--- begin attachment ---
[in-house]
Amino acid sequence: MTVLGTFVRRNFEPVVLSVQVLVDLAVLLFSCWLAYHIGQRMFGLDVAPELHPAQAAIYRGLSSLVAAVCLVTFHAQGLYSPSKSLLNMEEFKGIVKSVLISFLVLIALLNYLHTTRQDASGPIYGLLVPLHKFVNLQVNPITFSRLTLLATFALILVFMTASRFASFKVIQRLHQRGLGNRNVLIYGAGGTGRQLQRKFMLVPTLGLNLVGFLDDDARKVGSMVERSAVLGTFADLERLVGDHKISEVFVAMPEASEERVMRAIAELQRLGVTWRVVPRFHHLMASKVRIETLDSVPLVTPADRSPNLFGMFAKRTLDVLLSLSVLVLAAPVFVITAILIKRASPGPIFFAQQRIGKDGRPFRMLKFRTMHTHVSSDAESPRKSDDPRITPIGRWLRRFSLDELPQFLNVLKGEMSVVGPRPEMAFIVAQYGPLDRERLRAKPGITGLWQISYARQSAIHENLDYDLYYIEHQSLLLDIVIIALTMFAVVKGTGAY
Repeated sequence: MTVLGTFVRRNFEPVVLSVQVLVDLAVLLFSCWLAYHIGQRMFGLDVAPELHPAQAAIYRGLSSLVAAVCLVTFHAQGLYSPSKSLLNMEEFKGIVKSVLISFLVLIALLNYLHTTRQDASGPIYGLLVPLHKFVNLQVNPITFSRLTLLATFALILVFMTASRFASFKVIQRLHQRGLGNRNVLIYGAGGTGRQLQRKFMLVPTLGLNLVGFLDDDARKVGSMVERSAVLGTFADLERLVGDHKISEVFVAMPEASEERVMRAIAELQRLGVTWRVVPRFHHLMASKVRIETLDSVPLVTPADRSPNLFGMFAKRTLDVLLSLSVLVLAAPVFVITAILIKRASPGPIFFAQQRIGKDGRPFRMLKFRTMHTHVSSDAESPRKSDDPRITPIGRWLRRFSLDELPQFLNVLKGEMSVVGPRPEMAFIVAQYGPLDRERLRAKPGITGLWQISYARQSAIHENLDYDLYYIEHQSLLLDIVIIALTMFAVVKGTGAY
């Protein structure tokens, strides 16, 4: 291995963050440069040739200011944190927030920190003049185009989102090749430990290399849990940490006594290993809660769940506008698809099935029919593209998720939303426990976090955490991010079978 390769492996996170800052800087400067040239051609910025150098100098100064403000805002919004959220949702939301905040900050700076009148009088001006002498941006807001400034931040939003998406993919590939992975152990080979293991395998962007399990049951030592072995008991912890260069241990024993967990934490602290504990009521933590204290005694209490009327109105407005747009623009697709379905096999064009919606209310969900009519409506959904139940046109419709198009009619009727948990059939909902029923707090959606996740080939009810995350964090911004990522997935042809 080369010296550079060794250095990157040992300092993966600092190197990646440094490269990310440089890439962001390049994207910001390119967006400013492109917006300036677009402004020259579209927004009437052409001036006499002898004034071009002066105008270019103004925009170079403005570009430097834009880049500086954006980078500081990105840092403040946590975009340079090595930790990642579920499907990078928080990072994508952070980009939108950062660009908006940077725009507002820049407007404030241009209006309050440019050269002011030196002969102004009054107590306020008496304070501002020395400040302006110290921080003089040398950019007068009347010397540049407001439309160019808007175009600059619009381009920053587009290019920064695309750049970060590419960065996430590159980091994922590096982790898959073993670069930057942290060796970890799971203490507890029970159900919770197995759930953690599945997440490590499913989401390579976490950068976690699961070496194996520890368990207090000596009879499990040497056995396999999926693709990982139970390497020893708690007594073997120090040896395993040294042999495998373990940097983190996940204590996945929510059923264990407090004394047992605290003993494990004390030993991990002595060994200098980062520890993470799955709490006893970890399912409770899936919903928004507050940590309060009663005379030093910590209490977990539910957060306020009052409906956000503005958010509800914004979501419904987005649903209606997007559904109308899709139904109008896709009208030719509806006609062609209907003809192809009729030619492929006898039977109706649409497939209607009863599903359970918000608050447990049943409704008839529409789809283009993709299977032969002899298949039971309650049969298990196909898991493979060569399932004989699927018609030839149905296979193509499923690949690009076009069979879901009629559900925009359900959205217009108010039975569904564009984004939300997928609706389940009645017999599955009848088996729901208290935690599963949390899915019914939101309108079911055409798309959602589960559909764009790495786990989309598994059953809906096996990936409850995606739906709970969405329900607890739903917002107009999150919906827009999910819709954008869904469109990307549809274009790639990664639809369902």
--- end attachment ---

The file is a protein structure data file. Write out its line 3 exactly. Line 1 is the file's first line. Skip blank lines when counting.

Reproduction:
Repeated sequence: MTVLGTFVRRNFEPVVLSVQVLVDLAVLLFSCWLAYHIGQRMFGLDVAPELHPAQAAIYRGLSSLVAAVCLVTFHAQGLYSPSKSLLNMEEFKGIVKSVLISFLVLIALLNYLHTTRQDASGPIYGLLVPLHKFVNLQVNPITFSRLTLLATFALILVFMTASRFASFKVIQRLHQRGLGNRNVLIYGAGGTGRQLQRKFMLVPTLGLNLVGFLDDDARKVGSMVERSAVLGTFADLERLVGDHKISEVFVAMPEASEERVMRAIAELQRLGVTWRVVPRFHHLMASKVRIETLDSVPLVTPADRSPNLFGMFAKRTLDVLLSLSVLVLAAPVFVITAILIKRASPGPIFFAQQRIGKDGRPFRMLKFRTMHTHVSSDAESPRKSDDPRITPIGRWLRRFSLDELPQFLNVLKGEMSVVGPRPEMAFIVAQYGPLDRERLRAKPGITGLWQISYARQSAIHENLDYDLYYIEHQSLLLDIVIIALTMFAVVKGTGAY